The Psoas Muscle in a Runner: An Endurance Savy Muscle ?

 We received a question yesterday from a doctor. We felt it was worthy of sharing. Here it is, followed by our response.

Doctor:  I do have a question about one of my athletes in particular.  He is a fairly good (All-State in IL) high school track distance runner that has some left sided femoral acetabular impingement.  He gets some capsular hip pain that also will ‘tighten up’ his low back during speed endurance/threshold running only.  Moderate and easy distance runs cause no problem and neither do track/speed workouts.  Only during speed endurance does he have issues.  Upon evaluation after these sessions he does seem to have some low back QL tightness, but joint mobility is fairly good in his lumbar spine.  He does show marked hypertonicity through his left hip joint.  I’m not quite sure the mechanism here- why he would only flare up with speed endurance running- any insights?
Thanks a bunch and I look forward to hearing from you!

The Gait Guys response:

 You state “only during speed endurance” does he have issues. We will assume you mean a long, hard anaerobic workout, which would tax type II b fibers. You also mention he has hypertonicity through his hip joint.  Since the psoas crosses this joint it should be considered in sprinting and long, hard endurance activities, especially if the patient is flexor dominant. The psoas major muscle is composed of type I, IIA and IIX muscle fibers. It has a predominance of type IIA muscle fibers. The fiber type composition of the psoas major muscle was different between levels of its origin starting from the first lumbar to the fourth lumbar vertebra. The psoas major muscle has dynamic and postural functions, which supports the fact that it is the main flexor of the hip joint (dynamic function) and stabilizer of the lumbar spine, sacroiliac and hip joints (postural function). The cranial part of the psoas major muscle has a primarily postural role, whereas the caudal part of the muscle has a dynamic role. This is all very much supported in this journal article here (link) (http://www.ncbi.nlm.nih.gov/pubmed/19930517) and making it work in an endurance capacity would certainly cause issues. Flexor dominance is a common scenario we see clinically, due to insufficient extensor activity (and decreased vestibulo and reticulo spinal drive to extensors) and increased cortico spinal drive (to the flexors, including the iliopsoas). This would fuel the “bail out” (lack of stability) of the lower abs. The anterior tippage of the pelvis would drive the femur posteriorly, binding the joint (the opposite of an anterior femoral glide).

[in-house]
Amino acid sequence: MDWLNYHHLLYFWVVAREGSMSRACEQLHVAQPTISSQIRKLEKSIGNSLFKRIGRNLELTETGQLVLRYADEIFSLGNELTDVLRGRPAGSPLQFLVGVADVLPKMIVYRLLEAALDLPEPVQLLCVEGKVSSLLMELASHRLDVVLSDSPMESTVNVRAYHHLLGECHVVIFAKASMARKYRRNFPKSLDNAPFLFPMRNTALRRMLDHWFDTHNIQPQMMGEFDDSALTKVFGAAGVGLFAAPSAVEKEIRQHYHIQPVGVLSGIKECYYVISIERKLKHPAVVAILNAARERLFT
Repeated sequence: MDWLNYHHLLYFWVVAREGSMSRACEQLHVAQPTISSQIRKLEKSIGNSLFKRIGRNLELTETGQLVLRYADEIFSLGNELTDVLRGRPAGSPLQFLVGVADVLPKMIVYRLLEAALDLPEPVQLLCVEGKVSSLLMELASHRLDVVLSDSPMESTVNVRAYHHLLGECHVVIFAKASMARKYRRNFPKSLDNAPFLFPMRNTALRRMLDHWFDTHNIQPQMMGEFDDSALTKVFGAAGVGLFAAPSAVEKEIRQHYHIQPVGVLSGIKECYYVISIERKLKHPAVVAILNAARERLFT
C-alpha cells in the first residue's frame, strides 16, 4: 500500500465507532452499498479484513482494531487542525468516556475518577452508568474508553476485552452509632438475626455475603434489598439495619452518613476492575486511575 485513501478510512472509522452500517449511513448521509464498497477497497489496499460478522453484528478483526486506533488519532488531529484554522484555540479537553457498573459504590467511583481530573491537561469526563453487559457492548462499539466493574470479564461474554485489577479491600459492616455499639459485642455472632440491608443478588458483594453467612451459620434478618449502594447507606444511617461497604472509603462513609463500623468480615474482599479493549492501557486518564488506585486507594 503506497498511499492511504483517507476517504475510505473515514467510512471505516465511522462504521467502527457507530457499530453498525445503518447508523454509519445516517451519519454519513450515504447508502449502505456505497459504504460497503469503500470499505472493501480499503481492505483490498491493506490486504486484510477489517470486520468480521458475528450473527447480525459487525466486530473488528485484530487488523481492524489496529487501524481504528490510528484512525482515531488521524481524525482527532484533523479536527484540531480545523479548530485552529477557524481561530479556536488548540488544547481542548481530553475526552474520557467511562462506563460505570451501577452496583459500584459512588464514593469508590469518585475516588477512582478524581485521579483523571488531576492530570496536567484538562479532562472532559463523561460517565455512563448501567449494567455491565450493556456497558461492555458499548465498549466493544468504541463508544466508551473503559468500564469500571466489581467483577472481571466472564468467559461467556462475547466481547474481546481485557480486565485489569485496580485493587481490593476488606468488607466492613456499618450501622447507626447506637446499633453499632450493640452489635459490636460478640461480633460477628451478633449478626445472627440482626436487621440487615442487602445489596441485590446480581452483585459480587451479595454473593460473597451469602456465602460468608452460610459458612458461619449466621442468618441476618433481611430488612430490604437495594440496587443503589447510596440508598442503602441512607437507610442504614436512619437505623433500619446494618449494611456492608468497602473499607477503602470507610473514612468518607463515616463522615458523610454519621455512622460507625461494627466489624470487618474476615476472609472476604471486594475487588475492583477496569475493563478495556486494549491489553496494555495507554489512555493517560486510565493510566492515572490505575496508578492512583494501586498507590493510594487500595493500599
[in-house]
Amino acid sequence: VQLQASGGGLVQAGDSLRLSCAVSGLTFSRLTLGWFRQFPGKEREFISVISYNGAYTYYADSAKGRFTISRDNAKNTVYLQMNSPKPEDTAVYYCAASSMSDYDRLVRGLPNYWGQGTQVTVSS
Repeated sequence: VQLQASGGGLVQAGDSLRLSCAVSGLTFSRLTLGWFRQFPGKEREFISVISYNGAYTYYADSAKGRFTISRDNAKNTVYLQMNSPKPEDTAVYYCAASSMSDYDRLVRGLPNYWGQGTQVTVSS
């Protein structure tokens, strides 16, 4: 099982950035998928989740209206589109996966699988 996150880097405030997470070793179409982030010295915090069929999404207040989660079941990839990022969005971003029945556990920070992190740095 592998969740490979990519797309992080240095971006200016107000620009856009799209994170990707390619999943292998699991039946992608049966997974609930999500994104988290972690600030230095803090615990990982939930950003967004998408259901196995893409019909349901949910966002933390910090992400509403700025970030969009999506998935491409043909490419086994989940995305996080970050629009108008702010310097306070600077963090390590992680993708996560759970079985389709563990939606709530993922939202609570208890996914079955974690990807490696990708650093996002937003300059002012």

Video footage and some pix of your athlete would provide more insight for us to help.

we are……The Gait Guys

The impact force in heel-toe running initiates vibrations of soft-tissue compartments of the leg that are heavily dampened by muscle activity. ….Relative to heel-strike, the maximum vibration intensity occurred significantly later in the fatigued condition. Thus, the protective mechanism of muscle tuning seems to be reduced in a fatigued muscle and the risk of potential harm to the tissue may increase. J Biomech. 2011 Jan 4;44(1):116-20. Epub 2010 Sep 16.Order this article from Elsevier Ltd   !!!!Tissue vibration in prolonged running. Friesenbichler B, Stirling LM, Federolf P, Nigg BM. Source Human Performance Laboratory, Faculty of Kinesiology, University of Calgary, 2500 University Dr NW, Calgary, Alberta, Canada. berndf@kin.ucalgary.ca

Tissue vibration in prolonged running.

The Myopathic Gait:

This gait abnormality is sometimes referred to as a waddling gait. The waddle or shift is secondary to proximal pelvic musculature weaknesses.  The client may utilize a limb circumduction strategy to compensate for the weakness in the gluteals or as seen better here displaying an exaggerated alternation of lateral trunk movements with an exaggerated elevation of the hip.  There are some distinct similarities to the Trendelenburg gait pattern.  There are several causes of this gait variant, some of which are temporary and some of which are orthopedic and some neurodegenerative.  For example: pregnancy, hip dysplasia, muscular dystrophy and spinal muscular atrophy.